'Free Woman' Is An Uncompromising Look At An Unconventional Writer
Some books — not many, but a few — are vastly affected by the moment in which you read them. Not moment in history, or in your life. I mean the exact circumstance in which you sit down and crack the spine. For me, Lara Feigel's Free Woman, a combination of memoir and Doris Lessing biography, is one of those books. I read it on a late-night train home from New York, in that public-private Amtrak silence, with my boyfriend asleep in my lap so that every few pages, I could look down and think, Are you obstructing my freedom?
I knew the answer already: a resounding, happy No. It's a testament to Feigel that her book could make me ask. But for Free Woman to succeed, she had to. The book takes shape around that question, as asked by women to the men they love: How have you made me less free?
The book's central women are Feigel, a writer and critic who teaches English at King's College London, and Doris Lessing, the great British novelist who, in the year 2018, is perhaps most famous for saying, "Oh, Christ," rather than "Thank you," when she learned she'd won the Nobel Prize. Lessing was a woman not bound by convention, including the convention of gratitude. She did what she wanted, or what she felt necessary. She was deeply, explicitly committed to freedom, in her politics and her personal life.
When Free Woman opens, Feigel is feeling bound, and bounded, by nearly everything. She prickles at weddings, at her own marriage, at motherhood and at her struggle to get pregnant a second time. Reading Lessing's seminal novel The Golden Notebook, she begins to understand why she is so uncomfortable in her outwardly stable and fortunate life. "The questions troubling [the protagonist] Anna," she writes, "troubled me: how as a writer to write stories you believe in while constructing books ... that people would actually want to read; how as a woman to reconcile your need to be desired by men with your wish for sexual equality; how to have the freedom of independence while also allowing yourself the freedom to go outside yourself through love."
So she takes Lessing on as a guide; by exploring Lessing's life and work, she will figure out her own life and work. This mix of memoir and literary criticism is a growing genre, and one I love. There's Kate Bolick's Spinster, Rebecca Mead's My Life in Middlemarch, Helen MacDonald's H Is for Hawk, and best of all, Olivia Laing's The Lonely City. Notice, here, that I'm only naming women. As a literary trend, I'm not sure what that means. I enjoy this form — let's call it critical memoir — deeply, and yet I worry it's a strategy, a way of claiming a canonical respectability that male authors feel is already their right.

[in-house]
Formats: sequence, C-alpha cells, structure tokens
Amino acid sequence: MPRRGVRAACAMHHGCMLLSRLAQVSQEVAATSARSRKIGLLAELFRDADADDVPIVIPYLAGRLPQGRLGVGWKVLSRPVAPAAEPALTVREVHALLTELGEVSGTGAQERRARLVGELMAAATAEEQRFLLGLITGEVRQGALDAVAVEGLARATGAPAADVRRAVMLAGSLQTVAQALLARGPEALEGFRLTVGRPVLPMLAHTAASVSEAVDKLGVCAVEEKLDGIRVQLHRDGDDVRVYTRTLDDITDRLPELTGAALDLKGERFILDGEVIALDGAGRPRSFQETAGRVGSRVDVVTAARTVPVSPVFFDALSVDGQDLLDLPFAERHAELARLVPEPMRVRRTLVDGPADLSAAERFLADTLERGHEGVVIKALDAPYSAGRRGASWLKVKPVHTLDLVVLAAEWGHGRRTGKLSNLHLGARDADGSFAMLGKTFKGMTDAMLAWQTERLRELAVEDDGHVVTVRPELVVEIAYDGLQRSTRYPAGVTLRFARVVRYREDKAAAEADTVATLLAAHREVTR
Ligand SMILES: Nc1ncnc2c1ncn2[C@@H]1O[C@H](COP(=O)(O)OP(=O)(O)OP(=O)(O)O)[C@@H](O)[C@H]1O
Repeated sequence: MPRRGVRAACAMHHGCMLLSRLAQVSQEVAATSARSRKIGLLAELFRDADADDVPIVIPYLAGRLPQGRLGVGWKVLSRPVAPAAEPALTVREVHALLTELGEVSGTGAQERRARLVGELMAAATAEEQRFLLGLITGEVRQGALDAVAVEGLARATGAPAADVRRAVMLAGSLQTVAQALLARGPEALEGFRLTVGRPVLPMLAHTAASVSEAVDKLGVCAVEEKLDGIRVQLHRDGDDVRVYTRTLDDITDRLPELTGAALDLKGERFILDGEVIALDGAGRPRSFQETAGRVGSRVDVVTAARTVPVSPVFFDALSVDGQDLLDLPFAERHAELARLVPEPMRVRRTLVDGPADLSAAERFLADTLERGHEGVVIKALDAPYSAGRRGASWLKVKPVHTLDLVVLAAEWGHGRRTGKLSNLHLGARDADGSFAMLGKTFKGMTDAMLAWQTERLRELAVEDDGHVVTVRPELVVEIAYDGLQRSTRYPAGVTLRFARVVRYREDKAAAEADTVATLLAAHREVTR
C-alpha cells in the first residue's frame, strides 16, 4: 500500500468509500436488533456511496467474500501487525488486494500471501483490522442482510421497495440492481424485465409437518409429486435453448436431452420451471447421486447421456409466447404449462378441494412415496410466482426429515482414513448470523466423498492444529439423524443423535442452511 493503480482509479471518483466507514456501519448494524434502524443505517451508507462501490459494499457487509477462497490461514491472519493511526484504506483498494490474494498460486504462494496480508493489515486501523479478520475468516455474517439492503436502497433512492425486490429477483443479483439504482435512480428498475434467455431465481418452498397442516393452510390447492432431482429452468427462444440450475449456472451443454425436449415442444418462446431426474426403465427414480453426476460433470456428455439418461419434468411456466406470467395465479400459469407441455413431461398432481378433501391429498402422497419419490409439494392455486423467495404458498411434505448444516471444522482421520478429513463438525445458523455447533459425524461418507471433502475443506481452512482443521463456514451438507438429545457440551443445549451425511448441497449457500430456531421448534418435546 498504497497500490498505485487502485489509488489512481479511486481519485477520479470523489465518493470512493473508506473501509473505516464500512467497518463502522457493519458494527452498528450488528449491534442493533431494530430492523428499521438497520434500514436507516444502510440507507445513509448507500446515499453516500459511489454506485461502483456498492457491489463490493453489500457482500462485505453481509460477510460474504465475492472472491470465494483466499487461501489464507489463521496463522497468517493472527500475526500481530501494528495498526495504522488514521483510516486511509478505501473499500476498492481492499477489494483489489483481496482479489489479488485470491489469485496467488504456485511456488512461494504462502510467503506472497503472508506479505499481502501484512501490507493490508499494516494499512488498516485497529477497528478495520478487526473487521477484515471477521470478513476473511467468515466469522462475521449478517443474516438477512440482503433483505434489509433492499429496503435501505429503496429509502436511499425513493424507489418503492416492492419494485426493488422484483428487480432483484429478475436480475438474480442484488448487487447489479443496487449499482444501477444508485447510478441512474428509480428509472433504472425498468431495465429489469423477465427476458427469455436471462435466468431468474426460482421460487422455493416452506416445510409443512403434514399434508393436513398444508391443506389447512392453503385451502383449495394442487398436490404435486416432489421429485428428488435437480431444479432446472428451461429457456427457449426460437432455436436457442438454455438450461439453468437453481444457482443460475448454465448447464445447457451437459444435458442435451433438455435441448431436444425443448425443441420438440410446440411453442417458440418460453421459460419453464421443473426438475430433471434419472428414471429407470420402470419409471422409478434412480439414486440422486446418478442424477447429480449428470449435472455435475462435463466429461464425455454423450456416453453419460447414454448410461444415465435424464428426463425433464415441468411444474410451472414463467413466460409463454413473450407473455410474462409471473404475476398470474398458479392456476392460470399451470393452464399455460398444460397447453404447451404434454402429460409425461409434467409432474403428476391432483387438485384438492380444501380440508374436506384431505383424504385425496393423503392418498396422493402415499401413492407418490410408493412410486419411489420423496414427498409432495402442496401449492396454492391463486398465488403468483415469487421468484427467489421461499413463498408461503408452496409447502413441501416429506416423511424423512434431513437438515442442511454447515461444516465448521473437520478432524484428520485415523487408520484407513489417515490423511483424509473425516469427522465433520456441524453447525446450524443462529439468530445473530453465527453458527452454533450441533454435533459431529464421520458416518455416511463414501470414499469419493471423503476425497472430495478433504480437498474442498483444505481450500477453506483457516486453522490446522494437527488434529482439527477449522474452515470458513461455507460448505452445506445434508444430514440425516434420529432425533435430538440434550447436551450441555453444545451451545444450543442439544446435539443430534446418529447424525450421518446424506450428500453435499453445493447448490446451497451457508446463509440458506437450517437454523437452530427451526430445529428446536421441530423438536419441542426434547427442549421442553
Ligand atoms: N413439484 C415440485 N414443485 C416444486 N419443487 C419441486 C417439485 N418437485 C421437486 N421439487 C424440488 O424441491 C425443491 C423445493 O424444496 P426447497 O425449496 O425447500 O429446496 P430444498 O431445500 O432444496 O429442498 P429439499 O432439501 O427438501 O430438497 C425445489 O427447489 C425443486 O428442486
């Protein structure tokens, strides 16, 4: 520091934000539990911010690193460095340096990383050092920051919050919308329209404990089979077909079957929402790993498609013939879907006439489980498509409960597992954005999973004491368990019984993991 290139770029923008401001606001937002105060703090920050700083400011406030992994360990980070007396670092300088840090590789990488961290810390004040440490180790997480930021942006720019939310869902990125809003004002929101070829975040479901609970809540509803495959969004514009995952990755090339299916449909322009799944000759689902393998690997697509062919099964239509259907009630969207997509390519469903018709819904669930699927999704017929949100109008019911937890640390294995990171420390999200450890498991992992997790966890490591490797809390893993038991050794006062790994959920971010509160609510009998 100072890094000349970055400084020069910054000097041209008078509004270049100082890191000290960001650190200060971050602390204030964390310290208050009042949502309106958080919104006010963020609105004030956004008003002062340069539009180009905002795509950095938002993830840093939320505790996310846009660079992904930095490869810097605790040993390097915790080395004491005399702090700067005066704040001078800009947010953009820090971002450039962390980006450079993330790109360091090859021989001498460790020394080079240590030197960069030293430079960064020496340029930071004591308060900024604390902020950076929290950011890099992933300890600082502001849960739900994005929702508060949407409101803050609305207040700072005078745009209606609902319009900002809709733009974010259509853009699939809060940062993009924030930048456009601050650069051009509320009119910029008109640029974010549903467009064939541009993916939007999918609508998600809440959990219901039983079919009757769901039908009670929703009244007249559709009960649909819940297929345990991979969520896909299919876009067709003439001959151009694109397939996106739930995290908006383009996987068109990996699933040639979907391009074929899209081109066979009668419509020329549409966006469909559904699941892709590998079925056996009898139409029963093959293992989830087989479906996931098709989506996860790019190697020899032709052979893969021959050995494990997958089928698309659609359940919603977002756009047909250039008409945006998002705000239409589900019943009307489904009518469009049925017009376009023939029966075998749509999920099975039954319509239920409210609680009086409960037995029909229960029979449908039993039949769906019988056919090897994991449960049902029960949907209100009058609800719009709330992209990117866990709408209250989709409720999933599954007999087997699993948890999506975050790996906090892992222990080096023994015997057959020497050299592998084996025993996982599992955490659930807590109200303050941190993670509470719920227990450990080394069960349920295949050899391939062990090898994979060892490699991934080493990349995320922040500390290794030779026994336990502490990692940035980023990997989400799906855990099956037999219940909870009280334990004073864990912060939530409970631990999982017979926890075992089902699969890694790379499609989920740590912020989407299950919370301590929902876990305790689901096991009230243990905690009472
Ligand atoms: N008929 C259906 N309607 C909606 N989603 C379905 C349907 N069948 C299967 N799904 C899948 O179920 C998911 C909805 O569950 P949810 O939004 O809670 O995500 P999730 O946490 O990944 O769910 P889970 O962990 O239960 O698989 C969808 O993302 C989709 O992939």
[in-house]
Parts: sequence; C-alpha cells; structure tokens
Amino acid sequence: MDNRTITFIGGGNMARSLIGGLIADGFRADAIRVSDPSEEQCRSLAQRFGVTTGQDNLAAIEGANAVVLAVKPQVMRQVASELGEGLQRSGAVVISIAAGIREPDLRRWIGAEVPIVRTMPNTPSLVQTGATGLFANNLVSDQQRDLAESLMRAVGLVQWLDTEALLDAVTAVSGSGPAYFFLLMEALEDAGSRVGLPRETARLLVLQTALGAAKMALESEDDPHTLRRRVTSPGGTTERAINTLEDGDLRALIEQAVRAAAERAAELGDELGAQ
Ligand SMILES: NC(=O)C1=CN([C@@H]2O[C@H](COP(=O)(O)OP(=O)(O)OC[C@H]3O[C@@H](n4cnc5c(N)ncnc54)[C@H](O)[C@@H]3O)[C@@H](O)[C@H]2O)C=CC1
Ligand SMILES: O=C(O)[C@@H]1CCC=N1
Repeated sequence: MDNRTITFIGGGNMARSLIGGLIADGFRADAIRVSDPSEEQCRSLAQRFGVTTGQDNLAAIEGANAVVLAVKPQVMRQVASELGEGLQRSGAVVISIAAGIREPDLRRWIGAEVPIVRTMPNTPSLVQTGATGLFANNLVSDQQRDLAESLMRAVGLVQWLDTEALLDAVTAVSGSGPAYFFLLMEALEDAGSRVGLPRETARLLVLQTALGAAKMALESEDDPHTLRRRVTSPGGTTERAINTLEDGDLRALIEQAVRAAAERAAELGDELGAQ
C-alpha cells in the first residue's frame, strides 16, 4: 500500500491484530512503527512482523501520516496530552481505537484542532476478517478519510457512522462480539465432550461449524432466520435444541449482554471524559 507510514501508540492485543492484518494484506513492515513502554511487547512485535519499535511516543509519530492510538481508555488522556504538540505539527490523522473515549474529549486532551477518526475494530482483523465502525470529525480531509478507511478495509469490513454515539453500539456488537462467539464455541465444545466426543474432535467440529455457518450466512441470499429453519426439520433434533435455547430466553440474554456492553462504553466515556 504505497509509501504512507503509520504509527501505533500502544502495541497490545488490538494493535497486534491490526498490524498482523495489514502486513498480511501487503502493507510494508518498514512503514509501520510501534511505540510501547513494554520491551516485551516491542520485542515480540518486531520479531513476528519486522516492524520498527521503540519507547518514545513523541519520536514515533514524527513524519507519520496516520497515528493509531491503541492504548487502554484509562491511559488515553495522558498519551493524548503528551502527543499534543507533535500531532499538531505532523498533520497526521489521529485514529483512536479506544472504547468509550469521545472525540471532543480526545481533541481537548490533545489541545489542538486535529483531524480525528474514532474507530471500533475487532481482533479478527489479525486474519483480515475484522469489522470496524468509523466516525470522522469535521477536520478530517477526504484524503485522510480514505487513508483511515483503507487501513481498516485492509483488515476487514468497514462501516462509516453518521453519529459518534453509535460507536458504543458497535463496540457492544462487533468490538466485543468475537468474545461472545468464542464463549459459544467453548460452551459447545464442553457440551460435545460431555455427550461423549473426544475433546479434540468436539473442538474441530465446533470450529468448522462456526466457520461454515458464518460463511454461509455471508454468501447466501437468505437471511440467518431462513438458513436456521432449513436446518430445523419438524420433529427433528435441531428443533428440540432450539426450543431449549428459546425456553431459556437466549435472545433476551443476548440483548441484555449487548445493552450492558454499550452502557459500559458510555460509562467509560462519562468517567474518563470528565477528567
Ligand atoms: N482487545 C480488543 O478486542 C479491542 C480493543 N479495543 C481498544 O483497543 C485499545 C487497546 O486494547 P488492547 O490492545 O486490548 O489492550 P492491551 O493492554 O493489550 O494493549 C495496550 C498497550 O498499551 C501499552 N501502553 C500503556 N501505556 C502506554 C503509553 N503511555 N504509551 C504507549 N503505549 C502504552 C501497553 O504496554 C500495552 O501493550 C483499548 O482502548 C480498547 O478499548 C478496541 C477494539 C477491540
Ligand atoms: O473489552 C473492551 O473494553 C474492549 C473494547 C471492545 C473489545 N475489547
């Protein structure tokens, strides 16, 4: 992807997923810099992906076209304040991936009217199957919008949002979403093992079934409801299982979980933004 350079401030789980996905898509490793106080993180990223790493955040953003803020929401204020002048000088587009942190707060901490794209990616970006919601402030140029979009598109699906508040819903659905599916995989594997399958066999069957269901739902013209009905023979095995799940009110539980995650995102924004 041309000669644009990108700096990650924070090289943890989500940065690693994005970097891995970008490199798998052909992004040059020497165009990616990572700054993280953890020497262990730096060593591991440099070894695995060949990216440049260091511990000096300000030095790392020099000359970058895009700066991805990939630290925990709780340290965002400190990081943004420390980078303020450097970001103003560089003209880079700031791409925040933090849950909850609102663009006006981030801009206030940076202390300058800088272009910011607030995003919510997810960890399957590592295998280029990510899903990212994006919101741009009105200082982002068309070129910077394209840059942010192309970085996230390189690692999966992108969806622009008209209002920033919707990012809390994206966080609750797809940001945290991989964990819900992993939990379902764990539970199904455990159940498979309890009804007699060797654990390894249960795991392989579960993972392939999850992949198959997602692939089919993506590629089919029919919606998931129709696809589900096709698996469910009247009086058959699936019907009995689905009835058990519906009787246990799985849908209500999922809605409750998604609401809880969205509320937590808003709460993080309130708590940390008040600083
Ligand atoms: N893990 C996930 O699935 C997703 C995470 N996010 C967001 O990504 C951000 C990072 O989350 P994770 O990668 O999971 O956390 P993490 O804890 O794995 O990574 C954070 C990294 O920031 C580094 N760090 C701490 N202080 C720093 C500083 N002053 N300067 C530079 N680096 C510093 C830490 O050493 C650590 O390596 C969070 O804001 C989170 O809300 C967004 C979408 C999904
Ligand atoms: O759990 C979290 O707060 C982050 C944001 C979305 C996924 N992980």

If that's true, the choice of Doris Lessing as subject is a clever one. Who could be more canonical than a Nobel Laureate? Yet by writing about Lessing, Feigel commits herself to writing about some highly unrespectable things. She dives into Lessing's bad parenting, her beliefs about "real men," her excursions into psychiatrist R.D. Laing's theories of insanity and acid. She devotes a chapter to debunking Lessing's strange and rude taxonomy of orgasms, writing about her own with impressive frankness.
All this, Feigel notes, all this makes her friends nervous. "They worried," she writes, "that I was dislikeable, while admitting that in real life they liked me for precisely the honesty and self-questioning that I was exhibiting. I wondered if they'd have felt this anxious if I was a man."
'Free Woman' is worth reading as a piece of complicated thought, and one that's funny and sexy and frank, to boot.
The answer is an obvious no, and Free Woman is strongest when it sets out to debunk that anxiety. In one particularly excellent riff, Feigel describes Lessing's flight from the public self as "the hostess [who] kept performing — 'bright, helpful, attentive, receptive to what was expected." As a writer, Lessing was never receptive to what was expected. The Golden Notebook is a fragmented, experimental triumph, and in her later work she broke a great boundary, crossing from realism into science fiction. She may not have been a wholly free woman, for the sole and obvious reason that no one is, but she was a free writer.
Part of me wishes Feigel had devoted less space to Lessing the woman, and more space to Lessing the writer. How did she learn the intellectual freedom she needed to write? Once learned, how did she sustain it?
On freedom as a woman, though, Feigel is exceptional. This is just as true when she writes about Doris Lessing, or her characters, as when she writes about herself. She embodies Lessing's "determination to always be complicated: to question everything — not only what those around her thought, but what she herself thought." Critical memoir can do this better than any other form. Free Woman is worth reading as a piece of complicated thought, and one that's funny and sexy and frank, to boot. And if you haven't read The Golden Notebook, don't worry. I promise, you'll go buy a copy the moment you're done.
Lily Meyer is a writer and translator living in Washington, D.C.
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